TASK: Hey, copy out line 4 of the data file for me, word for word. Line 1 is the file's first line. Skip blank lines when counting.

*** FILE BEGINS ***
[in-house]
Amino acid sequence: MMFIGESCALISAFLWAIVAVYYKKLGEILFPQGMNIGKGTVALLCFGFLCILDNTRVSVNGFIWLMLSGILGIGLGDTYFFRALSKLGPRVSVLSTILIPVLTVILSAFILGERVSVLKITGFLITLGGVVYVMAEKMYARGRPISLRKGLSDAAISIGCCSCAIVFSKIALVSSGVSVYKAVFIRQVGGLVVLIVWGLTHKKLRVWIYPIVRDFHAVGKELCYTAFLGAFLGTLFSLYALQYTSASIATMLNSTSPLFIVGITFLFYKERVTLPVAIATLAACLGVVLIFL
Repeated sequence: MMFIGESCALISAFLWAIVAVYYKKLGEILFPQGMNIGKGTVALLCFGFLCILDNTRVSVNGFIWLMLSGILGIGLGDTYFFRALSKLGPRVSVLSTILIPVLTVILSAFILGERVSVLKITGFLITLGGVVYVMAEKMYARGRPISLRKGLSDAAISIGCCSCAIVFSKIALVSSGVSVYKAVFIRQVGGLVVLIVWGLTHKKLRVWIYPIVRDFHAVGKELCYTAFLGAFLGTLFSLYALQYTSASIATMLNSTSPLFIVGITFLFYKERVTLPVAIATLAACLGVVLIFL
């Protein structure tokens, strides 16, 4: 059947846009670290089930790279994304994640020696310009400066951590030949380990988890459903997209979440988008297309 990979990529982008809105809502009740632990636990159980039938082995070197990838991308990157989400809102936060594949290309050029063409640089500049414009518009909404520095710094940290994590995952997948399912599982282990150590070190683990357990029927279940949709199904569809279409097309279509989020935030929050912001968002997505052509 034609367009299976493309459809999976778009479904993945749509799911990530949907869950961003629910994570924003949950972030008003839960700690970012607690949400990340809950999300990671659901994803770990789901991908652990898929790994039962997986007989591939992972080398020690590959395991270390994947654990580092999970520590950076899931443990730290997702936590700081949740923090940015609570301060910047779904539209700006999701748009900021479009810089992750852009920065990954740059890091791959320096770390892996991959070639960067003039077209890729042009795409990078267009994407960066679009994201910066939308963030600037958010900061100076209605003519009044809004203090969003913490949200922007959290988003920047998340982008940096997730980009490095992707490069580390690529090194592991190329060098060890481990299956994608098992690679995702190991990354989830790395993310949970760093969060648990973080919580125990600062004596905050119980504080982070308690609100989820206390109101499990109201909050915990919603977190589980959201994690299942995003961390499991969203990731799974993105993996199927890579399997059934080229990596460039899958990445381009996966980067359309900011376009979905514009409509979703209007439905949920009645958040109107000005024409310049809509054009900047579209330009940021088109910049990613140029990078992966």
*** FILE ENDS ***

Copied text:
């Protein structure tokens, strides 16, 4: 059947846009670290089930790279994304994640020696310009400066951590030949380990988890459903997209979440988008297309 990979990529982008809105809502009740632990636990159980039938082995070197990838991308990157989400809102936060594949290309050029063409640089500049414009518009909404520095710094940290994590995952997948399912599982282990150590070190683990357990029927279940949709199904569809279409097309279509989020935030929050912001968002997505052509 034609367009299976493309459809999976778009479904993945749509799911990530949907869950961003629910994570924003949950972030008003839960700690970012607690949400990340809950999300990671659901994803770990789901991908652990898929790994039962997986007989591939992972080398020690590959395991270390994947654990580092999970520590950076899931443990730290997702936590700081949740923090940015609570301060910047779904539209700006999701748009900021479009810089992750852009920065990954740059890091791959320096770390892996991959070639960067003039077209890729042009795409990078267009994407960066679009994201910066939308963030600037958010900061100076209605003519009044809004203090969003913490949200922007959290988003920047998340982008940096997730980009490095992707490069580390690529090194592991190329060098060890481990299956994608098992690679995702190991990354989830790395993310949970760093969060648990973080919580125990600062004596905050119980504080982070308690609100989820206390109101499990109201909050915990919603977190589980959201994690299942995003961390499991969203990731799974993105993996199927890579399997059934080229990596460039899958990445381009996966980067359309900011376009979905514009409509979703209007439905949920009645958040109107000005024409310049809509054009900047579209330009940021088109910049990613140029990078992966």